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Bolbitius aleuriatus

Bolbitius aleuriatus - Fungi species | sokos jishebi | სოკოს ჯიშები

Bolbitius aleuriatus

Pileus
Cap 1.5-3.0 cm broad, convex to campanulate, expanding to nearly plane, sometimes centrally depressed or with a low umbo; margin striate-plicate, decurved when young, plane to slightly raised in age; surface viscid when moist, disc glabrous to reticulate, greyish-brown to greyish-purple, shading to a light-grey margin; context white, unchanging, soft, thin, up to 2 mm thick; odor and taste not distinctive.

Lamellae
Gills adnexed, sometimes appearing free, close to crowded, narrow, 2.0-3.0 mm broad, pallid to faintly pinkish when young, buff-brown to ochre-brown, occasionally tinged rusty-brown at maturity; lamellulae 3-4 seried, edges minutely fringed.

Stipe
Stipe 1.5-3.0 cm long, 1.5-3.0 mm thick, more or less equal, fragile, hollow to stuffed at maturity; surface moist, pallid to cream-yellow, pruinose to furfuraceous at the apex, less conspicuously ornamented towards the base, in age sometimes weathering away and appearing glabrous; partial veil absent.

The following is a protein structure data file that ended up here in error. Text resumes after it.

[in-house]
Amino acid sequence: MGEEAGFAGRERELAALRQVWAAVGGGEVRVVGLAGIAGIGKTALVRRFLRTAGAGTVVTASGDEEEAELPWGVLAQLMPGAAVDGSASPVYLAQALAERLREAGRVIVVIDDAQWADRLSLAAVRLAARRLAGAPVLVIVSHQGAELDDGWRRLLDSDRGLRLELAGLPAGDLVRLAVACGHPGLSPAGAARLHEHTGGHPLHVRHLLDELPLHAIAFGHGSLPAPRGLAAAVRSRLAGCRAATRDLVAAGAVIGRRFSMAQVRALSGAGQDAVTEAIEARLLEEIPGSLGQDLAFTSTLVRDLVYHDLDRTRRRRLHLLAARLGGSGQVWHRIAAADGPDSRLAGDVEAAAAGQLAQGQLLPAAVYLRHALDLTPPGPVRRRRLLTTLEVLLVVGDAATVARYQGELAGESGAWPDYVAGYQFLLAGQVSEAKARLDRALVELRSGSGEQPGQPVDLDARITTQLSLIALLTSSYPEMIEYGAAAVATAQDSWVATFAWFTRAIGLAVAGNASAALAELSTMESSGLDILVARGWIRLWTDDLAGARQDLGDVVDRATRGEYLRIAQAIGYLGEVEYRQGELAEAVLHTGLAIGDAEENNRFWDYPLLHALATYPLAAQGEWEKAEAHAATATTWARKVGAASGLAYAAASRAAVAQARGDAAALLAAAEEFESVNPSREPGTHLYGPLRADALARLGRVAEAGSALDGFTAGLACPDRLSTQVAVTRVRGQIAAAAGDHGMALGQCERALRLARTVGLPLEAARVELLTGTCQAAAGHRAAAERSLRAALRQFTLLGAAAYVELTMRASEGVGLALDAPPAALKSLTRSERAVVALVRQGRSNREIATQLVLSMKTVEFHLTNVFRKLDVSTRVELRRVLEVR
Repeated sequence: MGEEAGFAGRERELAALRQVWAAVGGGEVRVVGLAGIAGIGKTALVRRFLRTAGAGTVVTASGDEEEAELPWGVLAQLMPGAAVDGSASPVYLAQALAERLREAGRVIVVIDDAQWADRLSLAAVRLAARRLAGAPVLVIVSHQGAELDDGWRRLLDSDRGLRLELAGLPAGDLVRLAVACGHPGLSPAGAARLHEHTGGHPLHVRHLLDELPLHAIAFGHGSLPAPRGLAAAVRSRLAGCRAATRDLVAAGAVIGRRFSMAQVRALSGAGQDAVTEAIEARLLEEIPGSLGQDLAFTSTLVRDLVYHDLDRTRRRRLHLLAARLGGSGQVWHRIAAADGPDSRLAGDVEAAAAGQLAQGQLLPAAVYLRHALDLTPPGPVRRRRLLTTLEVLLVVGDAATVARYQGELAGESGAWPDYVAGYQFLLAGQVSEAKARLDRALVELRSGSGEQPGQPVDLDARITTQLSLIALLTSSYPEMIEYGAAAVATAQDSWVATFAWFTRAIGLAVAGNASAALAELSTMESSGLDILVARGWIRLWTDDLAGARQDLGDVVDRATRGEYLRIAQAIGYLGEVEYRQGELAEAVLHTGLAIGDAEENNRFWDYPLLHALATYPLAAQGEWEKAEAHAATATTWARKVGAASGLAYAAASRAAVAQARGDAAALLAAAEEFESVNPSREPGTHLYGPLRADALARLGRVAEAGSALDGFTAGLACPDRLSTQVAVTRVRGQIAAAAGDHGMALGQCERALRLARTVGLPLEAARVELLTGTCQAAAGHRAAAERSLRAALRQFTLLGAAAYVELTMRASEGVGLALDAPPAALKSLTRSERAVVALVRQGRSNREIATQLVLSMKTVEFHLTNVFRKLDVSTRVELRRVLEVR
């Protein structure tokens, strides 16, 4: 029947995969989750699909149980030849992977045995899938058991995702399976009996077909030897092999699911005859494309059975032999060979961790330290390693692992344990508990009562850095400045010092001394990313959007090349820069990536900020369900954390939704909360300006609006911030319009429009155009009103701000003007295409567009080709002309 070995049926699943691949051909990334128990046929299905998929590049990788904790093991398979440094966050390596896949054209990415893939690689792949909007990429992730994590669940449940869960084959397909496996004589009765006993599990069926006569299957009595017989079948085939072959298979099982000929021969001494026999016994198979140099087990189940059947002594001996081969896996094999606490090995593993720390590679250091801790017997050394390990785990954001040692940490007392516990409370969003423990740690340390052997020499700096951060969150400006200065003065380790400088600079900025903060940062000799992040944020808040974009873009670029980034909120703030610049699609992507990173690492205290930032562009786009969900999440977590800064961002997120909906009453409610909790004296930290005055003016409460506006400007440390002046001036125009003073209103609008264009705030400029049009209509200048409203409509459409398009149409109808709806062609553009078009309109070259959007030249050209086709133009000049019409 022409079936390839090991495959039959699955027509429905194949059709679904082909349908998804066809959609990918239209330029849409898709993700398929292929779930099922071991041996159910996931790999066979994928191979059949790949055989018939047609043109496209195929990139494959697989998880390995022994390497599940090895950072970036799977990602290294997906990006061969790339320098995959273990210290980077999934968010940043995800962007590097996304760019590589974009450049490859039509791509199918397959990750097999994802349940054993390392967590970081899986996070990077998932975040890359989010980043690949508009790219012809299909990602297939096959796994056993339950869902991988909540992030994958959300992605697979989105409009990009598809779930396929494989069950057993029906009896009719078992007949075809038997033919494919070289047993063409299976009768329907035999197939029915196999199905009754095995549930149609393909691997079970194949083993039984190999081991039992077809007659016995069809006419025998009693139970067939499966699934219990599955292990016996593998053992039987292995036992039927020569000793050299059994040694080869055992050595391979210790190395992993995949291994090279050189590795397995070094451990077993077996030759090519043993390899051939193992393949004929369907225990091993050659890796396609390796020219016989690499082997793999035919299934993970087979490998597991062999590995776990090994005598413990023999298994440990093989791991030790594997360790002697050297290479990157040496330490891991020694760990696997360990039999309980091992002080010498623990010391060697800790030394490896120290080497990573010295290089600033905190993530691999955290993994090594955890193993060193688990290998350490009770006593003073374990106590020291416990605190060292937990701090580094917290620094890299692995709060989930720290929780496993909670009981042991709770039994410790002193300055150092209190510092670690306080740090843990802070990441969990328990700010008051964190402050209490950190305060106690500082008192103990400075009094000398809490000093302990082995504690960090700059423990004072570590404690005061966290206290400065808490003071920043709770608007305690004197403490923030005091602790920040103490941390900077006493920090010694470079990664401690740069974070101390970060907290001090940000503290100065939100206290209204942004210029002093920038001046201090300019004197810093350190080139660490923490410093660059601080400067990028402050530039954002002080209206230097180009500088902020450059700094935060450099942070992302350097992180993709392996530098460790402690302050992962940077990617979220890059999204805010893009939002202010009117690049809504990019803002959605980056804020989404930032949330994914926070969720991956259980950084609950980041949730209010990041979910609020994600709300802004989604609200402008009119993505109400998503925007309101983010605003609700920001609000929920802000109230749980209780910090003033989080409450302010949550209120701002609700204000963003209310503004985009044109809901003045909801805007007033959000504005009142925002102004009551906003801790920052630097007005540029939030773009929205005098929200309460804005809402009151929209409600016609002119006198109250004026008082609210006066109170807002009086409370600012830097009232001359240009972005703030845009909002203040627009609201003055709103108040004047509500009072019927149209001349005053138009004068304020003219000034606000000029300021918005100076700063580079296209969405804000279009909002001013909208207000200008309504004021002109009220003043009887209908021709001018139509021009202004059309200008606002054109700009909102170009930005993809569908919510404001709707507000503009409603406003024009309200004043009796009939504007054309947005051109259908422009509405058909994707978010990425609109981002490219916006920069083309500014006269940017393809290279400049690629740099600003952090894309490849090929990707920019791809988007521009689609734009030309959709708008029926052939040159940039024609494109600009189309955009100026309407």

Spores
Spores 8.5-11.0 x 4.5-6 µm, broadly ellipsoid, smooth, relatively thick-walled, with an apical pore, hilar appendage not evident; spore print brown to dull reddish-brown.

Habitat
Mostly solitary on well-rotted wood; fruiting from late fall to mid-winter.

Edibility
Unknown, insignificant.

Comments
Bolbitius aleuriatus is a widely distributed but inconspicuous woodland species. A delicate mushroom, it is recognized by a viscid when moist, striate, greyish-purple cap, ochre-brown, sometimes tinged rusty-brown gills, and a pruinose to furfuraceous ornamented stipe. Closely related is Bolbitius reticulatus which differs primarily in having a cap with a rivulose-textured disc. These two species appear to intergrade with respect to the cap character and for that reason some authors regard Bolbitius reticulatus as conspecific with B. aleuriatus. We have adopted this view and included those forms with a textured cap in the above description. Bolbitius aleuriatus is most likely to be confused with Pluteus longistriatus, another small wood-rotter with a striate margin, but it can be distinguished by a typically brown, non-viscid cap, free gills which are pinkish at maturity, and a pinkish, not brown to reddish-brown spore print.

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